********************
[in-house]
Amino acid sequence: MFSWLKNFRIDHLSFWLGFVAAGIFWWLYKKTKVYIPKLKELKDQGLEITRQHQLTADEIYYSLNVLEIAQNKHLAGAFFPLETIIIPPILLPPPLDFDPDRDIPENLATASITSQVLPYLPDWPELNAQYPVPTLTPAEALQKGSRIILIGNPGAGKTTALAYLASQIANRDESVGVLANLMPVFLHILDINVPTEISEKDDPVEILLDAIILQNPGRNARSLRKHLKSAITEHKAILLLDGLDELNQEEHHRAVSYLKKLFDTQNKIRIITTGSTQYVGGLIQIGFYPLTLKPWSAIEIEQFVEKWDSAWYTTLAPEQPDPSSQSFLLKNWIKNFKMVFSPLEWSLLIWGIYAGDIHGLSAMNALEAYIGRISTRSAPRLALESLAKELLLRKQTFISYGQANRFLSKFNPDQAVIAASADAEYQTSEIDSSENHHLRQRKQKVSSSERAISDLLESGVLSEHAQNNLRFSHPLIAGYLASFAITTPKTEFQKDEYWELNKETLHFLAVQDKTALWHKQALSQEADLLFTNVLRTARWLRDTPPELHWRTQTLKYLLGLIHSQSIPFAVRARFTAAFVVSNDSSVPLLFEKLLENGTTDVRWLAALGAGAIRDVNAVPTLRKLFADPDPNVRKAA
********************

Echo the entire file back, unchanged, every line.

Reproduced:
[in-house]
Amino acid sequence: MFSWLKNFRIDHLSFWLGFVAAGIFWWLYKKTKVYIPKLKELKDQGLEITRQHQLTADEIYYSLNVLEIAQNKHLAGAFFPLETIIIPPILLPPPLDFDPDRDIPENLATASITSQVLPYLPDWPELNAQYPVPTLTPAEALQKGSRIILIGNPGAGKTTALAYLASQIANRDESVGVLANLMPVFLHILDINVPTEISEKDDPVEILLDAIILQNPGRNARSLRKHLKSAITEHKAILLLDGLDELNQEEHHRAVSYLKKLFDTQNKIRIITTGSTQYVGGLIQIGFYPLTLKPWSAIEIEQFVEKWDSAWYTTLAPEQPDPSSQSFLLKNWIKNFKMVFSPLEWSLLIWGIYAGDIHGLSAMNALEAYIGRISTRSAPRLALESLAKELLLRKQTFISYGQANRFLSKFNPDQAVIAASADAEYQTSEIDSSENHHLRQRKQKVSSSERAISDLLESGVLSEHAQNNLRFSHPLIAGYLASFAITTPKTEFQKDEYWELNKETLHFLAVQDKTALWHKQALSQEADLLFTNVLRTARWLRDTPPELHWRTQTLKYLLGLIHSQSIPFAVRARFTAAFVVSNDSSVPLLFEKLLENGTTDVRWLAALGAGAIRDVNAVPTLRKLFADPDPNVRKAA